Mattel (NASDAQ: MAT) is in transition, recovering from several internal problems like the protracted decline of its Fisher-Price and American Girl brands, along with external issues, such as the bankruptcy of Toys R Us. Those concerns led to heavy speculation it would be bought out, and rival MGA Entertainment even made a half-hearted attempt.
Yet when the toymaker reports its second quarter earnings on Thursday, July 25, investors might be surprised to see how far along it has progressed. Although factors like an expensive recall of its Fisher-Price Rock 'N Play Sleeper could weigh on results, the overall direction Mattel is headed is the right one and there is good reason to expect it will recover faster than many expect.
Reinventing the Barbie doll has created a source of sales strength for Mattel. Image source: Mattel.
Surmounting a weak market
The toy maker isn't providing quarterly earnings guidance during the turnaround effort, preferring to give just an annual outlook. That outlook deflated investor expectations last time, because Mattel had posted strong first-quarter results, with sales up 1% on a currency-adjusted basis. As a result, it was disappointing when management said it was looking for sales to be flat in 2019.
However, analysts are looking for Mattel to post revenues of $820.6 million in the second quarter, down just 2% from last year. Although they also forecast a loss of $0.35 per share for the period, that's a significant improvement over the $0.56 per-share loss it notched in the year-ago quarter.
Mattel's main priority is to return to profitability, and the year was off to a strong start as gross margins, operating income, EBITDA, and per-share earnings moved meaningfully in the right direction, with working capital and operating cash flow also greatly improving. The toy maker expects adjusted EBITDA to finish the year well in the black, in a range of $350 million to $400 million, though most of the gains will occur in the back half of the year.
Momentum turning its way
Despite the Toys R Us bankruptcy and liquidation casting a long shadow on the industry, Mattel was able to make up a lot of lost ground as other retailers stepped forward to expand their shelf space for toys. After four straight years of toy sales growth, NPD Group says these sales fell only 2% in 2018, and were higher than they had been two years prior.
That bodes well for Mattel this quarter, as the bar it has to get over has been set quite low. Last year's sales of $840.7 million were down 14% from the prior period, so analysts may be underselling the potential recovery too much. The Toys R Us hole isn't quite so deep, and Easter was moved into the quarter, unlike last year when it was in the first quarter. That should give the toy maker a little boost, as Mattel said the holiday shift was a low-single-digit hit to sales.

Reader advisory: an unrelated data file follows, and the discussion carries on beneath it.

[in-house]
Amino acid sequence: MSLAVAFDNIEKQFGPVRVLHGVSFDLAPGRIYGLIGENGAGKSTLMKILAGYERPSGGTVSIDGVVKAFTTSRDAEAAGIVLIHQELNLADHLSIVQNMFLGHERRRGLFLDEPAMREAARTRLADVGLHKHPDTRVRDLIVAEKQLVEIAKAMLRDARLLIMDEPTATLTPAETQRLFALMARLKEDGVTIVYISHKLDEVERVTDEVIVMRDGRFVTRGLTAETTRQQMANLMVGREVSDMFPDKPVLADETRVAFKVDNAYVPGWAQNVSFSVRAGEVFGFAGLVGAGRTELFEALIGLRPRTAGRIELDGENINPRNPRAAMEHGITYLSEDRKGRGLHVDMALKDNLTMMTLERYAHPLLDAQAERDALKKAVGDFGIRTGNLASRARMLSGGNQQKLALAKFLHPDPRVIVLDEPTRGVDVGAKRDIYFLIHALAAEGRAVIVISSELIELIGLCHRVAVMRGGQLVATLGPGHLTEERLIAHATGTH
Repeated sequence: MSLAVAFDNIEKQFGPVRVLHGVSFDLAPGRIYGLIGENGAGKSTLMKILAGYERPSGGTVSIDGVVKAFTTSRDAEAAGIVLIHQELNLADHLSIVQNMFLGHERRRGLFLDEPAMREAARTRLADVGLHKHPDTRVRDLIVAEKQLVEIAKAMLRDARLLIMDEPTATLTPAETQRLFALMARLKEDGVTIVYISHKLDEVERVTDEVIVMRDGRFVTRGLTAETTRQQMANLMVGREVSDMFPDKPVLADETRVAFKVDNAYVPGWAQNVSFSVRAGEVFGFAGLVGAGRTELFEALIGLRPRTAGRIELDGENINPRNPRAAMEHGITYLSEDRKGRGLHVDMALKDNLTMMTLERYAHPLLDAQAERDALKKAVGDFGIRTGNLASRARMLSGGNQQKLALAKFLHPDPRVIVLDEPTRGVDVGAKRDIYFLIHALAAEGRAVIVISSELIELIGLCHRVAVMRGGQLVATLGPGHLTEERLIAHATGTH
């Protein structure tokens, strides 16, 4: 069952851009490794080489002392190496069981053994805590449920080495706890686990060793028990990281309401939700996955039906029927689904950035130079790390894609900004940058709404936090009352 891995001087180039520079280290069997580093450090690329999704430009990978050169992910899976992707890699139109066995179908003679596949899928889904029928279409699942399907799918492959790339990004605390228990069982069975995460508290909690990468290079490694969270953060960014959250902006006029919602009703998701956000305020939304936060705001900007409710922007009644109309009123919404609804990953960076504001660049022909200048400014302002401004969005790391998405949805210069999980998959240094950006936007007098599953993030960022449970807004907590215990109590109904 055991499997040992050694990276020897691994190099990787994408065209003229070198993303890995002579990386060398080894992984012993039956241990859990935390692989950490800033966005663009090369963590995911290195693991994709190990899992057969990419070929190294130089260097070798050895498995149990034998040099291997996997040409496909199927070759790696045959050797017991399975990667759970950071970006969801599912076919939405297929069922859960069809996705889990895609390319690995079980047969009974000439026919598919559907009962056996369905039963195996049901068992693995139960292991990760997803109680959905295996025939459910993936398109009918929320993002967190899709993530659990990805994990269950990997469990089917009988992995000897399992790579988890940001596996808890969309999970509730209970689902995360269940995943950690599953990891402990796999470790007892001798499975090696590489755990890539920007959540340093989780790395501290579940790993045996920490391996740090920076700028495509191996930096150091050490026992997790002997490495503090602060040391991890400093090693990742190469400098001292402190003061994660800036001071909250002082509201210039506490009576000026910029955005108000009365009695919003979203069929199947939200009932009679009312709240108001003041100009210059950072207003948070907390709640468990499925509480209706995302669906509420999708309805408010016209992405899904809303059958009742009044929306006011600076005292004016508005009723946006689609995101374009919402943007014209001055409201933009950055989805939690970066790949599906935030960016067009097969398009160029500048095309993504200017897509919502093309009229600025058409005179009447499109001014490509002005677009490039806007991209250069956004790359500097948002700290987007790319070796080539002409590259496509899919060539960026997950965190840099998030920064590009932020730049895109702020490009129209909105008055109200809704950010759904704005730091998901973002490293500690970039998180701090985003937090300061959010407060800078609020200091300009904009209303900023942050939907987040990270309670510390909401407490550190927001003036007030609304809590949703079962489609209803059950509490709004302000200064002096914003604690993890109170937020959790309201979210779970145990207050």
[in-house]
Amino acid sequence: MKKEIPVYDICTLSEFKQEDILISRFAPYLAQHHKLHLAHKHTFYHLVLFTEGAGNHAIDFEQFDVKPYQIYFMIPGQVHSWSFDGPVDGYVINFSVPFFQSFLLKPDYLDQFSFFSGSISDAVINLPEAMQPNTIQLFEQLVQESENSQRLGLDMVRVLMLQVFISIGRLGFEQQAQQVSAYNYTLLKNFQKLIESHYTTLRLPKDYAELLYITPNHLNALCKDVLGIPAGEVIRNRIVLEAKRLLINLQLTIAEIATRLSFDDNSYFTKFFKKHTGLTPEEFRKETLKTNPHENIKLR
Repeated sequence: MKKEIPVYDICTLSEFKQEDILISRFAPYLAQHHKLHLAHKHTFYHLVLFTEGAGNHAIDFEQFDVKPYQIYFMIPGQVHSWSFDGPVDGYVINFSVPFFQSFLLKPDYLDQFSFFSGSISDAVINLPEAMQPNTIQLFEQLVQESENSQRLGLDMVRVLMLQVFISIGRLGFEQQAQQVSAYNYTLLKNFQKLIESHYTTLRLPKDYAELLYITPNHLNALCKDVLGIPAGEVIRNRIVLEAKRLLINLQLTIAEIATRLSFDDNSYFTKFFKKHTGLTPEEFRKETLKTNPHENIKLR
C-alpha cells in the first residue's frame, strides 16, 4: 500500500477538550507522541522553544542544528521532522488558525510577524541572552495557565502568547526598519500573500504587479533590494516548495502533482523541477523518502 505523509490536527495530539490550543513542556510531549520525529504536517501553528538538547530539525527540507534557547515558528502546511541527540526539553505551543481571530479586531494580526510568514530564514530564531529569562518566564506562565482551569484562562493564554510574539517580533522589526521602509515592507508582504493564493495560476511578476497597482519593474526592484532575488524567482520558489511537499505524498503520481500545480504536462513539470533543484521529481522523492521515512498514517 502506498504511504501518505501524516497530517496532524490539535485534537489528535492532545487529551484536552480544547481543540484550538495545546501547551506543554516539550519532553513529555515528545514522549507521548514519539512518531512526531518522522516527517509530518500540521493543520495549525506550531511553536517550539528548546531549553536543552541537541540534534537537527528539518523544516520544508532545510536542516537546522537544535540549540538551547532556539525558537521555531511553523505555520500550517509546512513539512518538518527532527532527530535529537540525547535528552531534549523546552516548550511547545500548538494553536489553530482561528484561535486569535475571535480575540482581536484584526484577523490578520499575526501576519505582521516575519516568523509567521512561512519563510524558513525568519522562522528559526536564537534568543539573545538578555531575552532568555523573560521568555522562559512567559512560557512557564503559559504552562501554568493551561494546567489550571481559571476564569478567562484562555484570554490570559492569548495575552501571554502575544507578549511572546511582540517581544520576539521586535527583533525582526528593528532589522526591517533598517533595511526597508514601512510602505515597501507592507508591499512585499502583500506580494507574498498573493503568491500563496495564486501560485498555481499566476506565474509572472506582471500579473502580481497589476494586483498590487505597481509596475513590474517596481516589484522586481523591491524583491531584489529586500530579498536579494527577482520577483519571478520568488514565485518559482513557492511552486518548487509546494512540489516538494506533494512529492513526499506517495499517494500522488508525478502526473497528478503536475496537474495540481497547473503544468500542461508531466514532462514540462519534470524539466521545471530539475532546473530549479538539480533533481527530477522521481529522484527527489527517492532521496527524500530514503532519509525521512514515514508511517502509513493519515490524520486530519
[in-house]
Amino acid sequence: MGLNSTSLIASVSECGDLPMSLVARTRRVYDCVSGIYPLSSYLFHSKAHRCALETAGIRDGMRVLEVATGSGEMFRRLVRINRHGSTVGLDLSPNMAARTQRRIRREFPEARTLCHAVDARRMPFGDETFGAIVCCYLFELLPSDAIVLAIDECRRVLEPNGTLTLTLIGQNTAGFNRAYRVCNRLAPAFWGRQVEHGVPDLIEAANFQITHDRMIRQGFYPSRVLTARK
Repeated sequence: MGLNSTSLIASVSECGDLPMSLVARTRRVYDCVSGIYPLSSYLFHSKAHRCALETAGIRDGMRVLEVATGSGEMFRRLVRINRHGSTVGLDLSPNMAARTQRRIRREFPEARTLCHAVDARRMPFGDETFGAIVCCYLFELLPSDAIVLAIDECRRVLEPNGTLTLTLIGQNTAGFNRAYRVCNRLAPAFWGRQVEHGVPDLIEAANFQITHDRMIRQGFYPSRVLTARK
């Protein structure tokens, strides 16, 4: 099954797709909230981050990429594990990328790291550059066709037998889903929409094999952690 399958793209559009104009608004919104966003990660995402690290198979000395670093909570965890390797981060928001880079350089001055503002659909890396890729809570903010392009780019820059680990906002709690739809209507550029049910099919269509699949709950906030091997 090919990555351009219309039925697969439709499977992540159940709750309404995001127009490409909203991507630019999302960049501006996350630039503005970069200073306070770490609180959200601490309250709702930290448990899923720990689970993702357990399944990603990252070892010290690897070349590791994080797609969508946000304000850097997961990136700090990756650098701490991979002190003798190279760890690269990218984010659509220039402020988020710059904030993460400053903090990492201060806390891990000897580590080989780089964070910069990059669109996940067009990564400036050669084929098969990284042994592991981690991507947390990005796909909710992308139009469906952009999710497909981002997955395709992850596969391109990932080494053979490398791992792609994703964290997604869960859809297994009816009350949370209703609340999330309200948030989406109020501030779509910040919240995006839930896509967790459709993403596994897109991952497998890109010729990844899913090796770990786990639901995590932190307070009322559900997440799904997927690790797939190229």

It should receive another bump from the release of Pixar's Toy Story 4. Although the movie opened in late June, merchandise supporting the film shipped earlier, and box office results indicate the franchise still has significant staying power. The movie was critically praised and earned a 98% Rotten Tomatoes score.
Toy Story 4 enjoyed a bigger opening weekend than any of the other movies in the franchise; although it also had a wider release than the others, it has already earned almost $860 million in worldwide receipts since its June 21 release, which is close to the $1 billion Toy Story 3 amassed.
Mattel has also expanded its global licensing agreement with Disney (NYSE: DIS), giving it access to old and new Pixar franchises, including Finding Nemo, Monsters, and the upcoming Onward. The agreement won't take effect until next May, so it won't have an impact on this quarter's results (or this year's), but it has the potential to be a big sales driver for the toy maker.
A surprise in the making
Mattel still has a lot of wrinkles to iron out. American Girl is a mess, Thomas & Friends is hurting, and the Fisher-Price brand is sluggish. Yet demand for Barbie and Hot Wheels is still huge, and there are movies for the brands in the works, so even if it hits a few rough patches, there is a new, more solid foundation underneath.
Investors should get a view of how that's working out this week, and the market may be surprised it is coming along better than expected.
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Rich Duprey has no position in any of the stocks mentioned. The Motley Fool owns shares of and recommends Hasbro and Walt Disney. The Motley Fool is short shares of Hasbro and has the following options: long January 2021 $60 calls on Walt Disney and short October 2019 $125 calls on Walt Disney. The Motley Fool has a disclosure policy.